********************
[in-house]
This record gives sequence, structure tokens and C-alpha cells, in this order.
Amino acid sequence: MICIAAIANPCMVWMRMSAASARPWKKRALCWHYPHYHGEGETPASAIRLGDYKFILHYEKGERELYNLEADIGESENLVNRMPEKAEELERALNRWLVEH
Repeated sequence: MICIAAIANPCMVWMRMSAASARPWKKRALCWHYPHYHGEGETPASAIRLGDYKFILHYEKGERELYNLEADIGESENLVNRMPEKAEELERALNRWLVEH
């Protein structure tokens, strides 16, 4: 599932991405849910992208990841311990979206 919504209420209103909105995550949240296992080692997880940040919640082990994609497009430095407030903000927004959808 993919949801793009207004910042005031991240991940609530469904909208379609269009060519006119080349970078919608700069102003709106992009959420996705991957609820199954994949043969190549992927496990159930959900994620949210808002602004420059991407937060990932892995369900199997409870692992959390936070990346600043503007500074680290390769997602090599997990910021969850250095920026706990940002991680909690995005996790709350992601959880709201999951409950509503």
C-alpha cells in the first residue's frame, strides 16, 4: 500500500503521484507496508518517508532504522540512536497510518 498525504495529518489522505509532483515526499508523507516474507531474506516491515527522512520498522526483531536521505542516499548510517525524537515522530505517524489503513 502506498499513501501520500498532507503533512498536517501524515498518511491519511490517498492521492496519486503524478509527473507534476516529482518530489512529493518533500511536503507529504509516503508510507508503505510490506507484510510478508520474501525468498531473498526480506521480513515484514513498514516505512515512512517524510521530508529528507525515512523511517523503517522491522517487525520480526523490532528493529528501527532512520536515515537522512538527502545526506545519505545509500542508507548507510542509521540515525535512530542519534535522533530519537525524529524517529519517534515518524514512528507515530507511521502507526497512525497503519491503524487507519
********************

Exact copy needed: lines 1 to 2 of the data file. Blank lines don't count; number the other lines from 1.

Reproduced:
[in-house]
This record gives sequence, structure tokens and C-alpha cells, in this order.